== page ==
In Parshiyot Terumah and Teztaveh, the Torah describes the instructions for the construction and inauguration of the Mishkan, alongside the installation of Aaron and his sons as kohanim. Aaron, brother of Moshe, is established as High Priest, chief functionary of the Mishkan. Speaking in contemporary terms, we could imagine that the list of core competencies for such a role might include traits such as diligence, dedication, and attention to detail and structure.
Intriguingly, though, Aaron is described in Avot 1:12 as having different qualities, as a “lover of peace and pursuer of peace; a lover of people, who brought them close to Torah.” (Cf. Sanhedrin 6b).These are noble qualities indeed, but are they the central, definitional ones of the first kohen? Additionally, what textual indication is there that Aaron is a pursuer of peace at all?
We might suggest that underlying the mishnah’s characterization is an association between kapparah (atonement) and peace. One of the primary roles of the kohen is to facilitate the expiation of Israel’s collective and individual sins. By offering specific sacrifices, burning the ketoret, performing the Yom Kippur rituals, etc.., the (high) priest helps Israel atone for its sins, and to thus be at peace with God. The priests are conduits of peace, as indicated in the final clause of the priestly blessing (Bamidbar 6:26- “May God shine God’s countenance on you and grant you peace”) and of love, as captured in the formulation of the berachah preceding the priestly blessing: “to bless His people Israel b’ahavah,” [i.e. to lovingly bless and bless Israel with love]. As such, there is no tension between the role of the kohanim as cultic officials and lovers of peace. The two roles are fundamentally identical.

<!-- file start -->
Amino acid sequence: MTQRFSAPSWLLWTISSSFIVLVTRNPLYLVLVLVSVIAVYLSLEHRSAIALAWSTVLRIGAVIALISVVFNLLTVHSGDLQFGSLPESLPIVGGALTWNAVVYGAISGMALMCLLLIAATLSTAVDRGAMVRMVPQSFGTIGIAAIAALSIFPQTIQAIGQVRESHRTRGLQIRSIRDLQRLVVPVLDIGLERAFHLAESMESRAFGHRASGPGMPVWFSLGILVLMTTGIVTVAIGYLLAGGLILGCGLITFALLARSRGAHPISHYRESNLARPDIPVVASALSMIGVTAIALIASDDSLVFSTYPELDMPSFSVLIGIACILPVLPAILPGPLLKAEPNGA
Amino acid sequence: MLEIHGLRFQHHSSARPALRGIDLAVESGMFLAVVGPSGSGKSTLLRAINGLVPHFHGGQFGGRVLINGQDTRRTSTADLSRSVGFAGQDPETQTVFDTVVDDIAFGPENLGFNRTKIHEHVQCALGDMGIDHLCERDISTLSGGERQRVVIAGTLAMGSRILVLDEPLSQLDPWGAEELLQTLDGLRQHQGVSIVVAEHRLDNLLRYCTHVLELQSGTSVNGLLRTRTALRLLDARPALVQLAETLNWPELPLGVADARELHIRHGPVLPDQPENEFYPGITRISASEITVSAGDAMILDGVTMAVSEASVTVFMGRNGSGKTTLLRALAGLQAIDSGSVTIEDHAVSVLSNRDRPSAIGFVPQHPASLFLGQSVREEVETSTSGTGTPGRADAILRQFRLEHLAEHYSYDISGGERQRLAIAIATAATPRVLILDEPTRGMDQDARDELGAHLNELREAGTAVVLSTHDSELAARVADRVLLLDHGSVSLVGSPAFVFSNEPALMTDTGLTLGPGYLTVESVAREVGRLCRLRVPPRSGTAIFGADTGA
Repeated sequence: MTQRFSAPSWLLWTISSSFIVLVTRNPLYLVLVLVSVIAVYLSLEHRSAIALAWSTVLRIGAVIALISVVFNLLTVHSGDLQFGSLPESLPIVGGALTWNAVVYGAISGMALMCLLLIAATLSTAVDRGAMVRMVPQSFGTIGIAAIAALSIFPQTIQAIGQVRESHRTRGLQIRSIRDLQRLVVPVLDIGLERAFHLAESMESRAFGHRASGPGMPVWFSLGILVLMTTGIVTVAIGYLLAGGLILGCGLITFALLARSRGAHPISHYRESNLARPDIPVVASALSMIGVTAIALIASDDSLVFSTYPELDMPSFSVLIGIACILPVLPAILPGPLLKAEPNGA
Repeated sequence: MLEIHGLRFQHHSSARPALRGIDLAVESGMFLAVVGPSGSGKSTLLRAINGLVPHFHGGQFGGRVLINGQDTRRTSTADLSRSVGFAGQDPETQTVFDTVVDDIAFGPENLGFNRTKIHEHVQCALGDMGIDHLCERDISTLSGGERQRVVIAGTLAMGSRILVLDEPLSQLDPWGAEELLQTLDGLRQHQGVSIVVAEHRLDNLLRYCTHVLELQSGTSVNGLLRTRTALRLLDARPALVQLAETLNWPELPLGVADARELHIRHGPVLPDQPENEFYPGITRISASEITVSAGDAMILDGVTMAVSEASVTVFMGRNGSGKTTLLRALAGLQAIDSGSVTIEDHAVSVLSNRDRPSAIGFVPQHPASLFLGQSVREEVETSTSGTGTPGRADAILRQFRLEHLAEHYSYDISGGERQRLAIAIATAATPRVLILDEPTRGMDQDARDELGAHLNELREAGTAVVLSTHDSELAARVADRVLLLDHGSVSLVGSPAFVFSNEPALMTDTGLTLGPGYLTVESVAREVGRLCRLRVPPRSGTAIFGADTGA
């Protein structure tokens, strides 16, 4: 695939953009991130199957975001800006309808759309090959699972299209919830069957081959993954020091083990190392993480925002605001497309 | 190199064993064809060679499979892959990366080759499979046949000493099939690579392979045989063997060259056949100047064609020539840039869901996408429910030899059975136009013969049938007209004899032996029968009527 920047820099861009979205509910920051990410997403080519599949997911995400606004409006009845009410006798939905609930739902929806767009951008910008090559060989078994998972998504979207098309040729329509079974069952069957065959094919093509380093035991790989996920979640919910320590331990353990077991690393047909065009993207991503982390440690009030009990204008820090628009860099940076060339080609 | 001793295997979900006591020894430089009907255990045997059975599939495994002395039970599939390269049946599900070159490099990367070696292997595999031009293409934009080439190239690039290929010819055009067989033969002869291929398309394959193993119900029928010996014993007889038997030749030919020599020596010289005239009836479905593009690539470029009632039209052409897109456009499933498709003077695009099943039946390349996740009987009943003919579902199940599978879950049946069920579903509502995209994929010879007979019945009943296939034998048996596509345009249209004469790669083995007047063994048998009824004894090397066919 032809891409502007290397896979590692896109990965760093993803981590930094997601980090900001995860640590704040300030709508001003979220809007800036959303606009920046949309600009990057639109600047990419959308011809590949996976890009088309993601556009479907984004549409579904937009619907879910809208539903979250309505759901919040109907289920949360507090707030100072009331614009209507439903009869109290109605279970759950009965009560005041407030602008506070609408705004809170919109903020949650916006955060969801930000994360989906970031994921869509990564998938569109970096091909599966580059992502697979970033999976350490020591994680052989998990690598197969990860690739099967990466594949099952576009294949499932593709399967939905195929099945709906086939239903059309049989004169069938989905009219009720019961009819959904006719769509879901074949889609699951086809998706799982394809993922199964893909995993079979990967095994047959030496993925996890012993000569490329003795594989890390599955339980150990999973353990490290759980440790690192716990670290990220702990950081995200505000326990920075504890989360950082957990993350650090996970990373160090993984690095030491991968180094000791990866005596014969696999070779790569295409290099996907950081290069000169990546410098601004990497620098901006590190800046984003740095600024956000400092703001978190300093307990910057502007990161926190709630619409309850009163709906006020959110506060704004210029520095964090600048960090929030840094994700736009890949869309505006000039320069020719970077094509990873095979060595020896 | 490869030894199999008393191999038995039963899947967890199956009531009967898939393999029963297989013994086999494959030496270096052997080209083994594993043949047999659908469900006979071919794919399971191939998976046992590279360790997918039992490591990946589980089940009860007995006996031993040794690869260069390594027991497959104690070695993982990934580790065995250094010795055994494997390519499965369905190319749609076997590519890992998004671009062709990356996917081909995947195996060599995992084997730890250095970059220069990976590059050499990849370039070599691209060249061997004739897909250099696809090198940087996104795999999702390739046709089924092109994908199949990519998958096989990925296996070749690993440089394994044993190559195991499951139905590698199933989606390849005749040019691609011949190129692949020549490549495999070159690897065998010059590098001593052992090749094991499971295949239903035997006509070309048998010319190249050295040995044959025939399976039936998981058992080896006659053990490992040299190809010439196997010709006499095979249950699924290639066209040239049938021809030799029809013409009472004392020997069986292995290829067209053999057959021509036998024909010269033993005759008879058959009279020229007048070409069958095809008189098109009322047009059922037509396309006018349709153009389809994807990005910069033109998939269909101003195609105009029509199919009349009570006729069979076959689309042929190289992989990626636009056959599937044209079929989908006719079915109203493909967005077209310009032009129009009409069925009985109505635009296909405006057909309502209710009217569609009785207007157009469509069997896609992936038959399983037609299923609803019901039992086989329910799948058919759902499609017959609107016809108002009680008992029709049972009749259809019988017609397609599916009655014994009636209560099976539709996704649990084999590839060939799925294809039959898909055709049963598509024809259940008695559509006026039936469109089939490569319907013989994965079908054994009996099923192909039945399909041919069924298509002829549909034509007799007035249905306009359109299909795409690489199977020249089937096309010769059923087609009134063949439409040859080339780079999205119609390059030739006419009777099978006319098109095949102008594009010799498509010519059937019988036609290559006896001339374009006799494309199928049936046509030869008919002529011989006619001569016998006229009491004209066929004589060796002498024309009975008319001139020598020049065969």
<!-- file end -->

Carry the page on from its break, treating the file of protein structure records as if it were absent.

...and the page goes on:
The notion of priests, and especially Aaron, as peacemakers and agent of religious betterment is beautifully conveyed in a teaching of R. Meir (Avot d’Rabbi Natan 12:3). Commenting on Malachi 2:4-7, in which the prophet describes a righteous priest (“…he walked with me in peace and straightness, and returned many from iniquity…”), our sage explains:
What is the meaning of “and returned many from iniquity?” When Aaron was walking along the road and met a bad individual, Aaron would greet him (lit., extend peace to him). The next day, that same individual might desire to sin; yet he would say to himself “Oy! If I sin, how could I lift up my eyes tomorrow and see Aaron?! After all, he extended peace to me– I’d be ashamed before him!” And thus this person would prevent himself from sinning again.
According to R. Meir, Aaron is able to better this ‘bad individual’ and reconcile him with God– not by chastising or shunning him, but by being in conversation with him, by greeting him with a ‘shalom aleichem’ (again, R. Meir is referencing the end of the priestly blessing, as well as the passage in Malachi). Once Aaron has engaged this individual in the simplest way, by greeting him and wishing him peace, the latter is able to discover self-worth. He can then experience a healthy sense of shame, and avoid sinful behavior. Here too, Aaron is the agent of expiation (or repentance) and peace.
In closing, let us emphasize again that in this midrash Aaron is portrayed as one whose very presence made others want to be better versions of themselves. They wished to be worthy of meeting Aaron’s eyes in the street, and thus needed to be better people. In place of strategies and tactics, judgement and clever didactics, this midrash raises the possibility and challenge of inspiring others in a different way. Like Aaron, perhaps we might imagine becoming the type of people who inspires others and betters them simply by offering them “shalom.”